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Appendix. (Page 6)


PART I. THE PROLOGUE.

In Part I. including the Prologue, no very great difficulties will appear. Zarathustra's habit of designating a whole class of men or a whole school of thought by a single fitting nickname may perhaps lead to a little confusion at first; but, as a rule, when the general drift of his arguments is grasped, it requires but a slight effort of the imagination to discover whom he is referring to. In the ninth paragraph of the Prologue, for instance, it is quite obvious that "Herdsmen" in the verse "Herdsmen, I say, etc., etc.," stands for all those to-day who are the advocates of gregariousness--of the ant-hill. And when our author says: "A robber shall Zarathustra be called by the herdsmen," it is clear that these words may be taken almost literally from one whose ideal was the rearing of a higher aristocracy. Again, "the good and just," throughout the book, is the expression used in referring to the self-righteous of modern times,-- those who are quite sure that they know all that is to be known concerning good and evil, and are satisfied that the values their little world of tradition has handed down to them, are destined to rule mankind as long as it lasts.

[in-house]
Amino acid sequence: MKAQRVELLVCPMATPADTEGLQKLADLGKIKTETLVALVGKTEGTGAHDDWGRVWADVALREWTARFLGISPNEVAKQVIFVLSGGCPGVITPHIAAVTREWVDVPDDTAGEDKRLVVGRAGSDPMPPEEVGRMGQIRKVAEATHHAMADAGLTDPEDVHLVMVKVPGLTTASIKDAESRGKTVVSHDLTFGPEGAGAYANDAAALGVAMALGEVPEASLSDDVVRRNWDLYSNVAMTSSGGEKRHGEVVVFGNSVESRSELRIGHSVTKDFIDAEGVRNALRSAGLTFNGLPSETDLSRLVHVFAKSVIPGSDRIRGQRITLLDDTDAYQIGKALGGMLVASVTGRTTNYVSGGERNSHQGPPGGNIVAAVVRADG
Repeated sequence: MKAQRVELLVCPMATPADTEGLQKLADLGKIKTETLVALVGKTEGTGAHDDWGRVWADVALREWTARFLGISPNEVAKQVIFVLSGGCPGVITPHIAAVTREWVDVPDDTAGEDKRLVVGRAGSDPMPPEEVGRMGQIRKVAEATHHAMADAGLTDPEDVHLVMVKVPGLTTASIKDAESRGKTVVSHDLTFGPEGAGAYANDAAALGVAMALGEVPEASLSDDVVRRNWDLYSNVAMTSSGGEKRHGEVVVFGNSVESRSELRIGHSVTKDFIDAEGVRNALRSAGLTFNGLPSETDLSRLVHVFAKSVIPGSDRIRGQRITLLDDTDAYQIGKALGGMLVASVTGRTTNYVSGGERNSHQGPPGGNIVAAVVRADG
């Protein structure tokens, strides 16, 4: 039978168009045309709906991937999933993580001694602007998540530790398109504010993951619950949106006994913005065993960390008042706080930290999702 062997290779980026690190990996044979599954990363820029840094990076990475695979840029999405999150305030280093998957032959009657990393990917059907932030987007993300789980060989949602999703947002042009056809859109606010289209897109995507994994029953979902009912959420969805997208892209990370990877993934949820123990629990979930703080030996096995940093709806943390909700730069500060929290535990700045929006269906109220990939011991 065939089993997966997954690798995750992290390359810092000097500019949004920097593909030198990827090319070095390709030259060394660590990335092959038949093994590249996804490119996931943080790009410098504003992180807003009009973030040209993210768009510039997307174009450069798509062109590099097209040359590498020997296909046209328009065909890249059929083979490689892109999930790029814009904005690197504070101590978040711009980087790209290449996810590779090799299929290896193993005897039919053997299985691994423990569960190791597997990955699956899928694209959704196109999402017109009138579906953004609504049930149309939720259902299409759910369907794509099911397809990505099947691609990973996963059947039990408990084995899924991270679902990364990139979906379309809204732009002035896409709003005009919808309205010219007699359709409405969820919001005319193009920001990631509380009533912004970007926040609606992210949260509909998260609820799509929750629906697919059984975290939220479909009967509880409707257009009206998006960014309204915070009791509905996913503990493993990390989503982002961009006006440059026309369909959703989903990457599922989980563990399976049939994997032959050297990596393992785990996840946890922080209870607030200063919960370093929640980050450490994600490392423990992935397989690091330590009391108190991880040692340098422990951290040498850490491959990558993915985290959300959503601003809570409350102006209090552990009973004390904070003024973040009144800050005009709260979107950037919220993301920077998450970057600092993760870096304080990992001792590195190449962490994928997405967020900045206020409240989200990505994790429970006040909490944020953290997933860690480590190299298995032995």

In the last paragraph of the Prologue, verse 7, Zarathustra gives us a foretaste of his teaching concerning the big and the little sagacities, expounded subsequently. He says he would he were as wise as his serpent; this desire will be found explained in the discourse entitled "The Despisers of the Body", which I shall have occasion to refer to later.

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